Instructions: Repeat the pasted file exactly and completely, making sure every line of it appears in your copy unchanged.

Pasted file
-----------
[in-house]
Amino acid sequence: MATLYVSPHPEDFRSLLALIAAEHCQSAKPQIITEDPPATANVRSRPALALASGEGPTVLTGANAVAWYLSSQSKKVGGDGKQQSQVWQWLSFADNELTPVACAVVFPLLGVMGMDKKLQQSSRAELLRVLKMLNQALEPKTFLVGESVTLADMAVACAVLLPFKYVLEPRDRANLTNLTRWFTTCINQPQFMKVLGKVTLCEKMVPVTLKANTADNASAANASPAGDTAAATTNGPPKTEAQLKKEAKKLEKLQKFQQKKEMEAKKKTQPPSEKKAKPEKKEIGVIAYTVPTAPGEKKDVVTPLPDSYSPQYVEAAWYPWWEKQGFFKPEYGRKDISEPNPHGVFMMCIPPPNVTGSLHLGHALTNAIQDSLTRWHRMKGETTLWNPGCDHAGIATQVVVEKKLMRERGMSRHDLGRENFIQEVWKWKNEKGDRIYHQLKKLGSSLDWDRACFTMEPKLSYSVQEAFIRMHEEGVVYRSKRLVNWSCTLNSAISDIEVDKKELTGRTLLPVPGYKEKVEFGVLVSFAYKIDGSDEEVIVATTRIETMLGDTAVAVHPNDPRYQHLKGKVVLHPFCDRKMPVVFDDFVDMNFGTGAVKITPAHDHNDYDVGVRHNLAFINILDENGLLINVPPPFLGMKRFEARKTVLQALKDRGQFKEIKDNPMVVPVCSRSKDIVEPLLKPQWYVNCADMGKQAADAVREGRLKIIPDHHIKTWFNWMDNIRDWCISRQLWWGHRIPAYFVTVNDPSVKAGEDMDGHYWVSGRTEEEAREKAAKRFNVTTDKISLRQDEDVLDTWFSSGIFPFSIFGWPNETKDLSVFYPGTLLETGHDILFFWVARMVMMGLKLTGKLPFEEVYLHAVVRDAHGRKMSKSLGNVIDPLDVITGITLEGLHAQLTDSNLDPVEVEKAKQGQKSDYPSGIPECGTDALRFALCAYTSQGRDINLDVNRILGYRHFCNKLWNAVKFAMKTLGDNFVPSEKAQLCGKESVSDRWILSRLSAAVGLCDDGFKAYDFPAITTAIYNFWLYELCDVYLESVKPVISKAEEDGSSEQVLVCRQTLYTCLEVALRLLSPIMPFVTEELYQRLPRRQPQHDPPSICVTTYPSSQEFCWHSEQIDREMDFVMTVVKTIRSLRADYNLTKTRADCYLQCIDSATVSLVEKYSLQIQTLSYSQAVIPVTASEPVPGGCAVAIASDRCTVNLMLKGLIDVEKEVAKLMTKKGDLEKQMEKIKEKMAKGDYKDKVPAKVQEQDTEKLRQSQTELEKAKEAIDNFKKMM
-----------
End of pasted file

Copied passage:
[in-house]
Amino acid sequence: MATLYVSPHPEDFRSLLALIAAEHCQSAKPQIITEDPPATANVRSRPALALASGEGPTVLTGANAVAWYLSSQSKKVGGDGKQQSQVWQWLSFADNELTPVACAVVFPLLGVMGMDKKLQQSSRAELLRVLKMLNQALEPKTFLVGESVTLADMAVACAVLLPFKYVLEPRDRANLTNLTRWFTTCINQPQFMKVLGKVTLCEKMVPVTLKANTADNASAANASPAGDTAAATTNGPPKTEAQLKKEAKKLEKLQKFQQKKEMEAKKKTQPPSEKKAKPEKKEIGVIAYTVPTAPGEKKDVVTPLPDSYSPQYVEAAWYPWWEKQGFFKPEYGRKDISEPNPHGVFMMCIPPPNVTGSLHLGHALTNAIQDSLTRWHRMKGETTLWNPGCDHAGIATQVVVEKKLMRERGMSRHDLGRENFIQEVWKWKNEKGDRIYHQLKKLGSSLDWDRACFTMEPKLSYSVQEAFIRMHEEGVVYRSKRLVNWSCTLNSAISDIEVDKKELTGRTLLPVPGYKEKVEFGVLVSFAYKIDGSDEEVIVATTRIETMLGDTAVAVHPNDPRYQHLKGKVVLHPFCDRKMPVVFDDFVDMNFGTGAVKITPAHDHNDYDVGVRHNLAFINILDENGLLINVPPPFLGMKRFEARKTVLQALKDRGQFKEIKDNPMVVPVCSRSKDIVEPLLKPQWYVNCADMGKQAADAVREGRLKIIPDHHIKTWFNWMDNIRDWCISRQLWWGHRIPAYFVTVNDPSVKAGEDMDGHYWVSGRTEEEAREKAAKRFNVTTDKISLRQDEDVLDTWFSSGIFPFSIFGWPNETKDLSVFYPGTLLETGHDILFFWVARMVMMGLKLTGKLPFEEVYLHAVVRDAHGRKMSKSLGNVIDPLDVITGITLEGLHAQLTDSNLDPVEVEKAKQGQKSDYPSGIPECGTDALRFALCAYTSQGRDINLDVNRILGYRHFCNKLWNAVKFAMKTLGDNFVPSEKAQLCGKESVSDRWILSRLSAAVGLCDDGFKAYDFPAITTAIYNFWLYELCDVYLESVKPVISKAEEDGSSEQVLVCRQTLYTCLEVALRLLSPIMPFVTEELYQRLPRRQPQHDPPSICVTTYPSSQEFCWHSEQIDREMDFVMTVVKTIRSLRADYNLTKTRADCYLQCIDSATVSLVEKYSLQIQTLSYSQAVIPVTASEPVPGGCAVAIASDRCTVNLMLKGLIDVEKEVAKLMTKKGDLEKQMEKIKEKMAKGDYKDKVPAKVQEQDTEKLRQSQTELEKAKEAIDNFKKMM